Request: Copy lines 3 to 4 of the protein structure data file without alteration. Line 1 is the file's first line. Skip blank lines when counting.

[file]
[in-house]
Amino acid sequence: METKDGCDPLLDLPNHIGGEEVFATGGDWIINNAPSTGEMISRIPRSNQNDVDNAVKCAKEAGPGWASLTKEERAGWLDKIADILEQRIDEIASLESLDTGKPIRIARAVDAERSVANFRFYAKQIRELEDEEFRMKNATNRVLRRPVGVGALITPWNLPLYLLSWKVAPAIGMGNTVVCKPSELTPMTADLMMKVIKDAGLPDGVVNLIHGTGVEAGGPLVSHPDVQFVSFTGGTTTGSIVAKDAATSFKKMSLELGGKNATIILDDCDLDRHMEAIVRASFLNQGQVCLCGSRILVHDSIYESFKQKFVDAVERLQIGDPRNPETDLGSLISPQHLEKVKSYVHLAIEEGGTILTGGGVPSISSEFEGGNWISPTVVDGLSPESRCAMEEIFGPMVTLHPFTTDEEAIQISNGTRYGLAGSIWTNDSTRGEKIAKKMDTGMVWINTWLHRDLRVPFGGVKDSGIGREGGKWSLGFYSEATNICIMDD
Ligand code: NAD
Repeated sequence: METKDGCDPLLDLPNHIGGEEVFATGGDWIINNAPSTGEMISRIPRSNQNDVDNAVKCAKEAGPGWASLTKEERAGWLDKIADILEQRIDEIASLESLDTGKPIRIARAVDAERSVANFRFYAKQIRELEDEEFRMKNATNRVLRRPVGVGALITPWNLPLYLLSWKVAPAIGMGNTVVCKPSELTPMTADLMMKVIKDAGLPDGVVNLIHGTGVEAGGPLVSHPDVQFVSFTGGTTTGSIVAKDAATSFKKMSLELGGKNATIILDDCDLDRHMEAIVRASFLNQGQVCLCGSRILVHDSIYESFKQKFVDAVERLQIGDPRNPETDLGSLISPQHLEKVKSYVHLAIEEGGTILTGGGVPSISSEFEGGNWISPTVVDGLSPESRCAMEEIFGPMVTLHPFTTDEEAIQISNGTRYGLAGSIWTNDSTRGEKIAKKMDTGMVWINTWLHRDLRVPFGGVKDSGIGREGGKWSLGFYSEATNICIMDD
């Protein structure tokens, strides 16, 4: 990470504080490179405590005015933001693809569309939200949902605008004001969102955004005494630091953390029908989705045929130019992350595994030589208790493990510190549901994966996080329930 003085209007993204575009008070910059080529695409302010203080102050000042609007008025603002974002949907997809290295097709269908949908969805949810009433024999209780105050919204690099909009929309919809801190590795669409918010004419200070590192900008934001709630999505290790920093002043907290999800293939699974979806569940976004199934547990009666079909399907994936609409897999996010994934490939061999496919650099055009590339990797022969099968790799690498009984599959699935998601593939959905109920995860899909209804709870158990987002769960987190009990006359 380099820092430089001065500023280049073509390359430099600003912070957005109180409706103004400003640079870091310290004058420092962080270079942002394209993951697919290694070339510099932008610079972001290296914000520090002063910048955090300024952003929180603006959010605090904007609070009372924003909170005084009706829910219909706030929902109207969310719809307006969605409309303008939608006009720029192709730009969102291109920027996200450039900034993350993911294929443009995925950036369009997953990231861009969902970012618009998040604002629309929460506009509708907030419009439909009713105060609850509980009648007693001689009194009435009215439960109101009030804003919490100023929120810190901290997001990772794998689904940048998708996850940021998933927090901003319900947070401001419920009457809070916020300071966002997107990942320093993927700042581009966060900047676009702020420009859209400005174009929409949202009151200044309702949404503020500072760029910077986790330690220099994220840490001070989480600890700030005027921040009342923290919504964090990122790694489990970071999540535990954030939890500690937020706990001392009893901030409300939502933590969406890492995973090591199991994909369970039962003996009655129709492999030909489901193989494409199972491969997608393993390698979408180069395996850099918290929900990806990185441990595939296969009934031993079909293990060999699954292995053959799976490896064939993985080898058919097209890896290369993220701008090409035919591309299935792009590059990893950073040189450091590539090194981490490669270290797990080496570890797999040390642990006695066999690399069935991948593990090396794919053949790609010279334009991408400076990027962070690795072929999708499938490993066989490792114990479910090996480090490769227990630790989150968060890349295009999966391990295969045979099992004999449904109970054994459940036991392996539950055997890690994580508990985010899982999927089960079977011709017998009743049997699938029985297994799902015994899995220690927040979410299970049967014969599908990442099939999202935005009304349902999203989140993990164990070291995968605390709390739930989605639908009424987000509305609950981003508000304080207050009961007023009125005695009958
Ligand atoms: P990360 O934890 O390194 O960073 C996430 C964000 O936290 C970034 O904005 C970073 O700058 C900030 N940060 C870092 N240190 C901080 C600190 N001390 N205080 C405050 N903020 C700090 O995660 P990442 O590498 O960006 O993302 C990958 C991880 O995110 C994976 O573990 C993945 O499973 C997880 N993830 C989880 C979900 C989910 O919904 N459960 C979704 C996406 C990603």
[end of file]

Ligand code: NAD
Repeated sequence: METKDGCDPLLDLPNHIGGEEVFATGGDWIINNAPSTGEMISRIPRSNQNDVDNAVKCAKEAGPGWASLTKEERAGWLDKIADILEQRIDEIASLESLDTGKPIRIARAVDAERSVANFRFYAKQIRELEDEEFRMKNATNRVLRRPVGVGALITPWNLPLYLLSWKVAPAIGMGNTVVCKPSELTPMTADLMMKVIKDAGLPDGVVNLIHGTGVEAGGPLVSHPDVQFVSFTGGTTTGSIVAKDAATSFKKMSLELGGKNATIILDDCDLDRHMEAIVRASFLNQGQVCLCGSRILVHDSIYESFKQKFVDAVERLQIGDPRNPETDLGSLISPQHLEKVKSYVHLAIEEGGTILTGGGVPSISSEFEGGNWISPTVVDGLSPESRCAMEEIFGPMVTLHPFTTDEEAIQISNGTRYGLAGSIWTNDSTRGEKIAKKMDTGMVWINTWLHRDLRVPFGGVKDSGIGREGGKWSLGFYSEATNICIMDD